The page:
US coronavirus deaths surpass Vietnam War toll as Florida readies reopening plan

Protesters demanding Florida businesses and government reopen, march in downtown Orlando on April 17, 2020. (AP file photo)
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Updated 29 April 2020

US coronavirus deaths surpass Vietnam War toll as Florida readies reopening plan

  • Florida would become the most populous of about a dozen states forging ahead with economic reopenings

WASHINGTON/NEW YORK: The US coronavirus death toll climbed above 58,000 on Tuesday, surpassing the loss of American life from the Vietnam War, as Florida’s governor met with President Donald Trump to discuss an easing of economic restraints.
Florida Governor Ron DeSantis, among the latest to lock down his state against the pandemic, has been weighing whether to join other states in a relaxation of workplace restrictions and stay-at-home orders that have been credited with slowing the contagion but which have battered the economy.
DeSantis’ meeting at the White House came as Florida reported its highest single-day death toll from the coronavirus, and two days before Florida’s stay-at-home order was due to expire.
Speaking to reporters with Trump in the Oval Office, DeSantis said he would announce a plan on Wednesday for a “phase one” loosening of restrictions on economic activity.
Declining to give details, DeSantis called the plan a “small step,” adding, “we’re going to approach it in a very measured, thoughtful and data-driven way.”
Despite a high proportion of elderly residents, who are especially vulnerable to the virus, and having waited until early April to lock down its economy, Florida has averted the worst of the health crisis seen in other states such as New York and New Jersey.
Still, Florida would become the most populous of about a dozen states forging ahead with economic reopenings despite a lack of wide-scale virus testing and the means to trace close contacts of newly infected individuals, as recommended in White House guidelines on April 16.
Public health experts have warned that a premature rollback of social-distancing policies could trigger a resurgence of infections just when those restrictions are showing signs of bringing the outbreak under control.
While DeSantis’ state has so far been spared the worst of the pandemic, Florida reported a record 83 new deaths and more than 700 new infections from the previous 24 hours on Tuesday. The state has so far tallied 32,846 cases of COVID-19, the disease caused by the virus, including 1,171 deaths.
DeSantis has drawn sharp criticism of his handling of the health crisis from Democrats in Florida, a key electoral swing state in Trump’s Nov. 3 re-election bid.
“Apparently Trump and DeSantis find it appropriate to slap each other on the back while Floridians struggle to stay safe during this pandemic and navigate a broken unemployment system,” Florida Democratic Party Chair Terrie Rizzo said.
Economic fallout from the unprecedented clamp-down on social interactions and business has been devastating.
The number of Americans seeking jobless benefits over the past five weeks has soared to 26.5 million — nearly one in six US workers — and the Trump administration has forecast an April unemployment rate exceeding 16 percent.
The larger human toll has likewise been staggering. As of Tuesday, 58,605 have died of COVID-19 in the United States, according to a Reuters tally, eclipsing in a few months the total number of Americans killed during 16 years of US military involvement in Vietnam.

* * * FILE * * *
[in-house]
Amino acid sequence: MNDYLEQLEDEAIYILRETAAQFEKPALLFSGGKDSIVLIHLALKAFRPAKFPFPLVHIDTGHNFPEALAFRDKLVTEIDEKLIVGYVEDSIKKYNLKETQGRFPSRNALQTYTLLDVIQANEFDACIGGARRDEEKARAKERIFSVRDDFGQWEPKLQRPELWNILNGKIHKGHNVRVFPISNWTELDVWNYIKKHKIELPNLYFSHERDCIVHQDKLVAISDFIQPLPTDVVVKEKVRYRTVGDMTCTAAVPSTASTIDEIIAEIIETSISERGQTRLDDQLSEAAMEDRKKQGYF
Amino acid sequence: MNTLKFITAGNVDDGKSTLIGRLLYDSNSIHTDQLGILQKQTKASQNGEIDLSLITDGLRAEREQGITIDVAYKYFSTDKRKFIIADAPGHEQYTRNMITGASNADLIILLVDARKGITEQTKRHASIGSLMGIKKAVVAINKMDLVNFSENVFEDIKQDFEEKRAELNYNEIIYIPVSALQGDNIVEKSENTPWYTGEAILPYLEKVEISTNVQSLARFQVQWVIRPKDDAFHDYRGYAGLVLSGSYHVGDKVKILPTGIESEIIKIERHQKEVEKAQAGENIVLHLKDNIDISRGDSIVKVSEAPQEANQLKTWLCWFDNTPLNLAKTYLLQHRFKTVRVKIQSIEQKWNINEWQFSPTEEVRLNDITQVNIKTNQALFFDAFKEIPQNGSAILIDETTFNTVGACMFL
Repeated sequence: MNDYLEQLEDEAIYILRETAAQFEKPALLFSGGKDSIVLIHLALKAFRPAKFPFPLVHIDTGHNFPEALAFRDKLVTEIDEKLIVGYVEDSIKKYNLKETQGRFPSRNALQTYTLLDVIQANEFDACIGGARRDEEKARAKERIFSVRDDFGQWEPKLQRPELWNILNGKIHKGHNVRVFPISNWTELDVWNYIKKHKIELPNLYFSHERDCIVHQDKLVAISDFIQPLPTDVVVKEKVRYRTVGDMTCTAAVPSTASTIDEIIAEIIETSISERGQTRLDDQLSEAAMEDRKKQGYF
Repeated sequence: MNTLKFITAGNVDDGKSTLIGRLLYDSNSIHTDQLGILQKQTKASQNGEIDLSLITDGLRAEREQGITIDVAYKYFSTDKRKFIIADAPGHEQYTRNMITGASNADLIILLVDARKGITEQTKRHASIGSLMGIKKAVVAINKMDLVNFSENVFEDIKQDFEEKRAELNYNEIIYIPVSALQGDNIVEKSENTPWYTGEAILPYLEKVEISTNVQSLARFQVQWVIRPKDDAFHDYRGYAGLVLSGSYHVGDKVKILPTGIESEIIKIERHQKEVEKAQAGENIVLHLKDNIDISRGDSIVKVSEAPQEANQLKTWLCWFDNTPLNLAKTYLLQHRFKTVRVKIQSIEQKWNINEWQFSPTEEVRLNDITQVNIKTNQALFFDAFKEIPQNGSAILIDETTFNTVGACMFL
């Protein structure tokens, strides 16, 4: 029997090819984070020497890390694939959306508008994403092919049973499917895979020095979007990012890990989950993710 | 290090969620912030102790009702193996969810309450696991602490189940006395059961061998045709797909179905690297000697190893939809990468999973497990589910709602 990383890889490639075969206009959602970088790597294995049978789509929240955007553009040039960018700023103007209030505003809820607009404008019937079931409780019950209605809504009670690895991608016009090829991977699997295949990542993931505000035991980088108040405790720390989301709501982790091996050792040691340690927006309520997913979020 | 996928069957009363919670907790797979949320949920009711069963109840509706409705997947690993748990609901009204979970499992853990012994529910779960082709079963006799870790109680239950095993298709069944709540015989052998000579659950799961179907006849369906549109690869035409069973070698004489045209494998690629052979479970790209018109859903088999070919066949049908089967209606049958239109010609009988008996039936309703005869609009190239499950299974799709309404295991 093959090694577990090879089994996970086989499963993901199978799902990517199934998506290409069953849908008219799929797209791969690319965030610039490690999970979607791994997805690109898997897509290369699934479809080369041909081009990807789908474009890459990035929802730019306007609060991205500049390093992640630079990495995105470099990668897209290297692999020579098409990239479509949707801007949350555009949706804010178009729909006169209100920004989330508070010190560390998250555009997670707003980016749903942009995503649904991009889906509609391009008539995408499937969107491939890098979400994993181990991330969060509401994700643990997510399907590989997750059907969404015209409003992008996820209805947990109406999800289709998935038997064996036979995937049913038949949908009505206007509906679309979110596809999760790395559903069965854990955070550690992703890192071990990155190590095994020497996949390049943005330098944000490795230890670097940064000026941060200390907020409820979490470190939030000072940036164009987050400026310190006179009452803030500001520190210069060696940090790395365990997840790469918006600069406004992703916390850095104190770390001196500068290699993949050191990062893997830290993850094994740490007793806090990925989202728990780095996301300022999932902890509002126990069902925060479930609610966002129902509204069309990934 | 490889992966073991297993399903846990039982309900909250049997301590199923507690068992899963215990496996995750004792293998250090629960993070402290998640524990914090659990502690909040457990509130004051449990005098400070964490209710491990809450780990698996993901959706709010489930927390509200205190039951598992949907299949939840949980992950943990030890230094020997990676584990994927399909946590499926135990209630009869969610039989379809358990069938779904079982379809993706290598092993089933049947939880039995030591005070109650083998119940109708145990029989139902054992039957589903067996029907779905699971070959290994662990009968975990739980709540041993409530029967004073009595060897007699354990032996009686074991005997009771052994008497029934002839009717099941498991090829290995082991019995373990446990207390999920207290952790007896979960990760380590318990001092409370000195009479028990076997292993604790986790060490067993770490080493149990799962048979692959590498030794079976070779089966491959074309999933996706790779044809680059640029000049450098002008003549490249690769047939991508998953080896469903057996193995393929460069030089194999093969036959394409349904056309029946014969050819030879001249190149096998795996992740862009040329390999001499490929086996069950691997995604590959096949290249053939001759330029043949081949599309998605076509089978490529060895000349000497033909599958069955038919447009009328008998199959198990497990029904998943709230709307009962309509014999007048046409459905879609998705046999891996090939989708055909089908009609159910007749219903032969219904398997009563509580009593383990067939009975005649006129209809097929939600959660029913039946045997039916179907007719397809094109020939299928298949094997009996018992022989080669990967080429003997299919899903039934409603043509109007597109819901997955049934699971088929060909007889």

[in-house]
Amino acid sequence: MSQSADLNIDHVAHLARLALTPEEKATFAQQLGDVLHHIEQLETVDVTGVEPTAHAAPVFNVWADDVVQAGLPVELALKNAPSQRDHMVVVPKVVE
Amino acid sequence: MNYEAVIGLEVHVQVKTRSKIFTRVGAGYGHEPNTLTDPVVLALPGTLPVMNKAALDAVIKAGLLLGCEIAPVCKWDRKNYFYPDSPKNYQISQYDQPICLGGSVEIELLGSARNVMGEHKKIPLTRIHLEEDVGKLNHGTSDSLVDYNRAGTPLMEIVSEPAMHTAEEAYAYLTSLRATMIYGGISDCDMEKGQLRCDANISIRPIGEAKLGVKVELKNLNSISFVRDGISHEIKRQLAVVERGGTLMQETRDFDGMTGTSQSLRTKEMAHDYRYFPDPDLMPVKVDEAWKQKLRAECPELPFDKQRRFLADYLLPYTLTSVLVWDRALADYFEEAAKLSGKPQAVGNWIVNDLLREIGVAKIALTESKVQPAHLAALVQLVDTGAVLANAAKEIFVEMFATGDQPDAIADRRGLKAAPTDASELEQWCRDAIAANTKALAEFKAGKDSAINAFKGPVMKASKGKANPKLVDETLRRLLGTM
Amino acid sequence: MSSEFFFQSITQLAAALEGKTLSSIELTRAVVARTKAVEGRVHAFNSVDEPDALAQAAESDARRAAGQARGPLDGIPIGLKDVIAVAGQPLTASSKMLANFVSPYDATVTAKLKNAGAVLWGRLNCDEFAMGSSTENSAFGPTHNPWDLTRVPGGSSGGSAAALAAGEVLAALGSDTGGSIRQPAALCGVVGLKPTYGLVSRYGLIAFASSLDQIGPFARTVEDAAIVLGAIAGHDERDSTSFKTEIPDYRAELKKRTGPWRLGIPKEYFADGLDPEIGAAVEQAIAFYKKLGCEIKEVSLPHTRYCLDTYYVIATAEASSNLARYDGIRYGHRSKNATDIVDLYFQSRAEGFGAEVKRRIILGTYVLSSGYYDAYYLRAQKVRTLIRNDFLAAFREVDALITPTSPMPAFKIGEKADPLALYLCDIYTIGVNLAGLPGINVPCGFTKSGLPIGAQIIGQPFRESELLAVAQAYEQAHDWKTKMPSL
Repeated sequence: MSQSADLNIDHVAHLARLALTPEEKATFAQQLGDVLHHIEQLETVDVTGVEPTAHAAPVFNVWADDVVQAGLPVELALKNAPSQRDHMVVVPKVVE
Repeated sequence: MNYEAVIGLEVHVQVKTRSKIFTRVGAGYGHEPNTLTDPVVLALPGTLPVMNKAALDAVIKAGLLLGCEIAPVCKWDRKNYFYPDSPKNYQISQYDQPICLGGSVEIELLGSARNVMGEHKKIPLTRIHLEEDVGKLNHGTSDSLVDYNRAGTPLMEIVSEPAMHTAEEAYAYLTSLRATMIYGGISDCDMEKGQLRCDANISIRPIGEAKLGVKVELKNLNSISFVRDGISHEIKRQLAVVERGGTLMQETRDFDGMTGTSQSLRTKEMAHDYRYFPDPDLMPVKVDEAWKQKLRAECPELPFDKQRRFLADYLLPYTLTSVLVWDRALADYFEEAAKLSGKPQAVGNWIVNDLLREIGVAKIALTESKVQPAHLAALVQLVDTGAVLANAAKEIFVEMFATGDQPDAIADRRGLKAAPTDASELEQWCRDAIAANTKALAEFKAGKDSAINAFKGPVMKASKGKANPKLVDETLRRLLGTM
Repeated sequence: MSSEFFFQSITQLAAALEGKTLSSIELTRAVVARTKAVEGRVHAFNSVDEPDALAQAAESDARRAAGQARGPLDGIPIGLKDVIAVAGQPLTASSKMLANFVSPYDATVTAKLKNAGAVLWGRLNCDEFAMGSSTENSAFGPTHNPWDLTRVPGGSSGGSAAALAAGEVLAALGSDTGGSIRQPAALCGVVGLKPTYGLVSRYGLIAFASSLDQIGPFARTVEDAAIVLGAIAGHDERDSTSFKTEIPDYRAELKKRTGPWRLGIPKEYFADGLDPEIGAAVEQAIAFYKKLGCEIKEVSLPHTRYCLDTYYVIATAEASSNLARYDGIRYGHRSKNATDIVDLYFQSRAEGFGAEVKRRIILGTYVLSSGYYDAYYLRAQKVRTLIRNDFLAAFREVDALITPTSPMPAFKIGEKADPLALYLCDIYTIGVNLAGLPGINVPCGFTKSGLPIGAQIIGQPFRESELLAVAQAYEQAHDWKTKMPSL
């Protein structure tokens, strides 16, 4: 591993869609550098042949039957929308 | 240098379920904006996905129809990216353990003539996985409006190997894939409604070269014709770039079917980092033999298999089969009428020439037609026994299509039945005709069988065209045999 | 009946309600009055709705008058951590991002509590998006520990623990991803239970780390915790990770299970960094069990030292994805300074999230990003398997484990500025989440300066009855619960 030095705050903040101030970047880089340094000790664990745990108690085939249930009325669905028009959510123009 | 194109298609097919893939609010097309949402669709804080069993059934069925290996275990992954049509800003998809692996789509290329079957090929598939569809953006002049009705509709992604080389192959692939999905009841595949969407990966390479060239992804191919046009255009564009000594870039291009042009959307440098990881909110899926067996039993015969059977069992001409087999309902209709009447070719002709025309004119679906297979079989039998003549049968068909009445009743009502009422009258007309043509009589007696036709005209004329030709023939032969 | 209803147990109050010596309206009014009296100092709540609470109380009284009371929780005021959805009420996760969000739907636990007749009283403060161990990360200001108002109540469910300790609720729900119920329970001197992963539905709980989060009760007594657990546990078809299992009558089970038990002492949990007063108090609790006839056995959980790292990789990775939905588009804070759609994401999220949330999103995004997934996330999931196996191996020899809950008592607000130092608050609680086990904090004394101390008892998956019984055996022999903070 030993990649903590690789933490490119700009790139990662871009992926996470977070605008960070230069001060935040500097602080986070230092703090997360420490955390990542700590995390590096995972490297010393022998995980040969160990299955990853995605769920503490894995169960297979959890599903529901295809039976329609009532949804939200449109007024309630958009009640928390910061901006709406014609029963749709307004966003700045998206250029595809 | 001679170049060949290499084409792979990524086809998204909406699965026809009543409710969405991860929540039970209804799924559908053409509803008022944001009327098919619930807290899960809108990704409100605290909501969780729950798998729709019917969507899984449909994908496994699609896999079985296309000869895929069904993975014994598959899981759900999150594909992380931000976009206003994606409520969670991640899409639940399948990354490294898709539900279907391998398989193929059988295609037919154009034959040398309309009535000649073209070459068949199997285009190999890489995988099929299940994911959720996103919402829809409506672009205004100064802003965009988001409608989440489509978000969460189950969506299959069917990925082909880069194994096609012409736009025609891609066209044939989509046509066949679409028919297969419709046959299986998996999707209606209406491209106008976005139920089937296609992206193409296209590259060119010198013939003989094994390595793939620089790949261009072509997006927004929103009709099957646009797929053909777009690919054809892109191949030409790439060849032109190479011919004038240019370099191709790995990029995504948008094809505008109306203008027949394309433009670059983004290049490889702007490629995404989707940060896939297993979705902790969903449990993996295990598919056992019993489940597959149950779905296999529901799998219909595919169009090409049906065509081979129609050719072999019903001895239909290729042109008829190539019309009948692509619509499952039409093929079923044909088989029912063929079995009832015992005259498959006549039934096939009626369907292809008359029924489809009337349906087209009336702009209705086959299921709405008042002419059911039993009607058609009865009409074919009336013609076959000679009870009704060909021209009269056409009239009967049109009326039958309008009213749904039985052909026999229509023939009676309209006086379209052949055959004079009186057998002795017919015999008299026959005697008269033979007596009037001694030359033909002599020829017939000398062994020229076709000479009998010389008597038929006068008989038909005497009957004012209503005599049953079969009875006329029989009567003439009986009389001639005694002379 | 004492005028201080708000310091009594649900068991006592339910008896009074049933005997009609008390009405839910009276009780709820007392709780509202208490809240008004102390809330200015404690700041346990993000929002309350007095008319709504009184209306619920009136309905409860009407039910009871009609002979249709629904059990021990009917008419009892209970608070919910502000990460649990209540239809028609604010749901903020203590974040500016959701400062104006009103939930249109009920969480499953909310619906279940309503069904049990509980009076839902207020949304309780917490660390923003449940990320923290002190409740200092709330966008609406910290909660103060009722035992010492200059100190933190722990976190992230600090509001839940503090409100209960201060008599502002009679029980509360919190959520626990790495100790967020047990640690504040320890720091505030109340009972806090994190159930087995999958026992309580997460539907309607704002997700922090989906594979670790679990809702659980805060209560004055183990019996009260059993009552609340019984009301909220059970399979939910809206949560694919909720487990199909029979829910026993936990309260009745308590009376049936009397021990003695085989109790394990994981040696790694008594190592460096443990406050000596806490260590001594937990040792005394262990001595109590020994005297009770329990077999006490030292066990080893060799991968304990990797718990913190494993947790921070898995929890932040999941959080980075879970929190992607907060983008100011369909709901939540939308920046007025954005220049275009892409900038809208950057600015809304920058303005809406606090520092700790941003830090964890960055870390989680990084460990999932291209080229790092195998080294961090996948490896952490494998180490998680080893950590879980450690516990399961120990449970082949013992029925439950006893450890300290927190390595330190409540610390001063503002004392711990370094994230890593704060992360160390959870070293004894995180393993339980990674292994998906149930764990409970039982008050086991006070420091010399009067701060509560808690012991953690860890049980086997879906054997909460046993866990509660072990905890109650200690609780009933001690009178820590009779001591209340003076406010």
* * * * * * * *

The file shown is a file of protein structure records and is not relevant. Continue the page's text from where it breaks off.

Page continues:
The number of known US coronavirus infections has doubled over the past 18 days to more than 1 million. The actual count is believed to be higher, with state public health officials cautioning that shortages of trained workers and materials have limited testing capacity, leaving many infections unrecorded.
As further evidence that caution may still be in order, an influential University of Washington research model often cited by White House officials and public health officials revised its projected US coronavirus death toll upwards on Tuesday to more than 74,000 by Aug. 4, against its previous forecast of 67,000.


HK media tycoon Jimmy Lai arrested under national security law

Updated 10 August 2020

HK media tycoon Jimmy Lai arrested under national security law

  • Lai has been one of the most prominent democracy activists in the Chinese-ruled city and an ardent critic of Beijing

HONG KONG: Hong Kong media tycoon Jimmy Lai has been arrested over suspected collusion with foreign forces under the new national security law, his top aide said on Twitter, in what is the highest-profile arrest yet under the legislation.
Lai has been one of the most prominent democracy activists in the Chinese-ruled city and an ardent critic of Beijing, which imposed the sweeping new law on Hong Kong on June 30, drawing condemnation from Western countries.
The new security law punishes anything China considers subversion, secession, terrorism and collusion with foreign forces with up to life in prison.
Critics say it crushes freedoms in the semiautonomous city, while supporters say it will bring stability after prolonged pro-democracy protests last year.
“Jimmy Lai is being arrested for collusion with foreign powers at this time,” Mark Simon, a senior executive at Lai’s media company Next Digital, which publishes local tabloid Apple Daily, said early on Monday.
Police did not immediately comment.
Lai was also arrested this year on illegal assembly charges, along with other leading activists, relating to protests last year.
In an interview with Reuters in May, Lai pledged to stay in Hong Kong and continue to fight for democracy even though he expected to be one of the targets of the new legislation.